|Milchunas, Daniel - COLORADO STATE UNIVERSITY|
|Pendall, Elise - UNIVERSITY OF WYOMING|
Submitted to: Rangelands
Publication Type: Peer Reviewed Journal
Publication Acceptance Date: March 24, 2008
Publication Date: June 2, 2008
Citation: Morgan, J.A., Derner, J.D., Milchunas, D., Pendall, E. 2008. Management implications of global change for Great Plains rangelands. Rangelands 30(3):18-22. Interpretive Summary: Climate change is accepted by most not only as a potential phenomenon with numerous important implications for Earth and its inhabitants, but as a present-day reality that is underway and already affecting the face of American agriculture. The rangeland community is acutely aware of the need for understanding how management and climate affect the ecology and agricultural utility of rangelands, but remains largely unconcerned or at least undecided on how to deal with the advent of climate change. In this synthesis of the recent literature, we make the case that climate change is already transforming rangelands of the Great Plains, and that we need to improve our understanding of this phenomenon if we hope to develop intelligent policy and management practices for dealing with this critical issue.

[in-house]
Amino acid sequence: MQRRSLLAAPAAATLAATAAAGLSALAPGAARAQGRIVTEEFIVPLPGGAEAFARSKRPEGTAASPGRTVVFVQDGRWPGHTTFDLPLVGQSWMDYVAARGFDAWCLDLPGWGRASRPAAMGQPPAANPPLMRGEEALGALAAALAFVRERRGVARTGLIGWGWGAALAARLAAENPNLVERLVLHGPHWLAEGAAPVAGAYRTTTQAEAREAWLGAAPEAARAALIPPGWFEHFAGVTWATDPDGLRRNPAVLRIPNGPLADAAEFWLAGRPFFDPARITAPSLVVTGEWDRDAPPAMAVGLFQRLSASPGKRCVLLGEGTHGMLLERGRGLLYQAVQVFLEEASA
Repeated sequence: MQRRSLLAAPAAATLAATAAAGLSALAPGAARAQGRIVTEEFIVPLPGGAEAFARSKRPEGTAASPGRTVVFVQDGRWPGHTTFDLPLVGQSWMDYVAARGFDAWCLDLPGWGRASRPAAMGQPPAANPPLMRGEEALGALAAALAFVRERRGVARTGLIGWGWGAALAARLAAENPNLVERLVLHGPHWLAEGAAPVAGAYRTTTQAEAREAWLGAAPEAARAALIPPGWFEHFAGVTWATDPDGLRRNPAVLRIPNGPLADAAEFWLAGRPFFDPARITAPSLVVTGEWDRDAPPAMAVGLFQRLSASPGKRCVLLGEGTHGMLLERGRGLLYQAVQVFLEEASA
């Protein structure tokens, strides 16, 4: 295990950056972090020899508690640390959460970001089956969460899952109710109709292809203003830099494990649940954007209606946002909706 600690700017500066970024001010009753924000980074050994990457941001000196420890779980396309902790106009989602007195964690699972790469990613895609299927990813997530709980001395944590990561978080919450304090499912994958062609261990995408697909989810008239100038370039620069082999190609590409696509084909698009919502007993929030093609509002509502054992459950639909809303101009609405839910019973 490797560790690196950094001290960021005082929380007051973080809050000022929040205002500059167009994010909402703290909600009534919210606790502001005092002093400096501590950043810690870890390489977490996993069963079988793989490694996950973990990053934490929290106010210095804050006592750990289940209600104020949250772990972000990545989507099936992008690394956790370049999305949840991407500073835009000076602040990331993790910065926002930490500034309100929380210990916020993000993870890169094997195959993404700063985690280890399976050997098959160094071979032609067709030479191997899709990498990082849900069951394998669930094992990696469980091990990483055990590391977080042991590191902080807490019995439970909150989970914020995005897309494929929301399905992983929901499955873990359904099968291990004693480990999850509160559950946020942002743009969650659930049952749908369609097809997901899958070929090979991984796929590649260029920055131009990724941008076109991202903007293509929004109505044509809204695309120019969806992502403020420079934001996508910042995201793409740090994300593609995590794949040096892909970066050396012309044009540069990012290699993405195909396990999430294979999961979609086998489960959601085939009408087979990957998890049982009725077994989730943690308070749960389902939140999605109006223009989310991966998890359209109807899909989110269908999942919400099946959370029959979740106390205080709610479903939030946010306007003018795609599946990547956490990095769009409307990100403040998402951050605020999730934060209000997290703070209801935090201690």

Technical Abstract: Just as water and temperature drive the ecology of Great Plains rangelands, we predict that the impacts of global change on this region will be experienced largely through changes in these two important environmental variables. A third global change factor which will impact rangelands is increasing levels of atmospheric CO2, which has direct effects on plant growth and physiology, and also is a major driver of climate change. In northern Great Plains and high altitude rangelands, combined warming and higher CO2 may continue to enhance plant production, at least for the next few decades or so. However, in the southern Great Plains, production may be little affected or may eventually decline in some regions due to increased water stress expected at warmer temperatures. Plant species changes are likely already underway in response to global changes, and are expected to continue in a future CO2-enriched and warmer world, favoring those plant species which prefer those conditions. The long-term responses of Great Plains rangelands will depend, in part, on how combined changes in climate, CO2, and vegetation affect the available plant nutrients in the soil. Forage quality is expected to change in response to altered nutrient cycling and species change; research to date suggests rising atmospheric CO2 is leading to lower forage quality. We argue that scientists and land managers need to include these current notions of climate change impacts on rangeland plants and soils in management models to more accurately reflect current and future environments.